By N.K.A. Ballal, Retd. Sr. Vice-President, ITDC
I was deeply disturbed by a recent article wherein it was said that about 1.5 million professionals working in the three verticals of Telecom, it and Banking would become redundant in the coming years. Yes, you heard me right. It is not Donald Trump who is doing this but our own companies are resorting to this to reduce cost and increase profits.
Imagine, what will happen to the hundreds of engineering colleges who churn out engineers by thousands year by year? Only the fittest of the student group will survive and the rest will be left high and dry. Do not be surprised to see an engineering student applying for a post of constable or even a security guard in the coming years! Most of the companies are investing heavily in “automation” to reduce their workforce and increase profits. A recent report has suggested that all the major IT companies are resorting to cartelisation to ensure that the entry level payment is kept low !
Have you ever wondered why is that in a country where jobs are scarce, these companies have an attrition level of nearly 16 to 18 percent year by year? The reason is simple: lack of job satisfaction, poor pay or the insecurity which makes these employees look for green pastures whenever possible. I am a regular viewer of the business channels. Most of the times you see ceos boasting about their companies giving a return of more than 25 percent quarter by quarter! Is profit the only yardstick to judge a company’s performance ?
It is true that the companies are answerable to the shareholders who demand reasonable profits and returns but the recent trend indicates that the companies are increasing profits nowadays not by increasing their turnover but by reducing the cost of operations, layoffs, retrenchment, etc. That is the reason that in spite of all the jokes going around in social circles regarding government services, the government jobs are still the coveted ones in our Mahaan Bharat. Even till date, the highest bid of dowry is for an IAS Officer !
So a pertinent question? Is it necessary to go in for wholesale automation in a country with such a huge young unemployed population or a balance maintained in such a way that both benefit. A point to ponder. Automation has come a long way even in our own hospitality industry. It has definitely made the tech-savvy guests happy and for others added to the confusion — remote controlled curtains, western commodes and bathroom operations… list is endless.
In the seventies, everything from peeling of potatoes to shelling of peas was done manually. Nowadays all these are done by machines reducing the cost of manpower in the kitchens. Recently I was intrigued by an advertisement of a company which has invented a chair which automatically gets arranged in a line just with a signal of a clap ! Thank god, the hospitality industry cannot be completely automatised since it deals with humans and as such one cannot have a single solution to all the problems. Robots cannot replace cooks in the kitchen and cannot replace the greeting with a smile as even today “smile” is considered the most important aspect of this industry.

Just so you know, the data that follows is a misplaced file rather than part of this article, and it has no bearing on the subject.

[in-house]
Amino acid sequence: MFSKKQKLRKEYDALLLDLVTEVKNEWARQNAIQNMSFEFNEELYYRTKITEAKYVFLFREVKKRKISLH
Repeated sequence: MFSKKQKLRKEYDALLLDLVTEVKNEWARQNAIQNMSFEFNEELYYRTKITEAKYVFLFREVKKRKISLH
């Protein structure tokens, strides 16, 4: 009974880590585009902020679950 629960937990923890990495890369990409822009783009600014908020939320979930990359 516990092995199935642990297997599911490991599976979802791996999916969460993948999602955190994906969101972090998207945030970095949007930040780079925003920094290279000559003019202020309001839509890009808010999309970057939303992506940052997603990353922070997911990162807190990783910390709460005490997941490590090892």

However, “online booking,” a recent phenomena has shot up considerably due to automation. Secondly automation is expensive and can be afforded only by top hotels and restaurants and not by the majority of smaller joints, the life line of the public.
As per Saurabh Mukherjee of Ambit Capital, the combined industry of Software, Telecom and Banking have about 6 million jobs. Till date job losses were only affecting the blue-collared industry but the recent news of consolidation in the Telecom industry caused by the tsunami of Reliance Jio will actually mean a loss of nearly 1 million jobs in Telecom industry alone! The new game of consolidation, Vodafone with Idea, Bharti with Telenor, have been created with the sole purpose of warding off the competition of Jio. No doubt it helps the customers with low prices but at what cost? Loss of jobs to thousands ?
Nearly 12 million graduates are churned out year by year. Are they employable? Hardly one tenth of them have the skill set to directly get employment. Our education system managed by mule-headed educationists are slow to react and change their curriculum to suit the industry. The Government of India, of course, is taking lot of initiative to train the work-force but lack of coordination between the Central and State governments is also hampering this work. Politics, of course, is the bane our country. With the automation on the horizon even for software industries, heavy retrenchment will be the order of the day unless the workers themselves agree for ‘re-skilling’ to stay relevant in this present world.
A recent report has indicated that from July to September this year, there has been a lay off of about 16,000 workers in bpo industry alone. Nasscom, the industry body has taken the initiative to re-skill the employees in about 20 companies to ensure they possess the necessary skills to be relevant.
To conclude, is it possible to stop this automation? If one wants to be relevant in this fast- paced world, one cannot stop automation. But a balance has to be struck to ensure that men are not completely replaced by machines, even if it means a small reduction of profits. The sooner the educational institutions also change their mindset the better it is for the young. It is also time the Workers Unions accept the reality of the times and agree for re-skilling offered by the managements.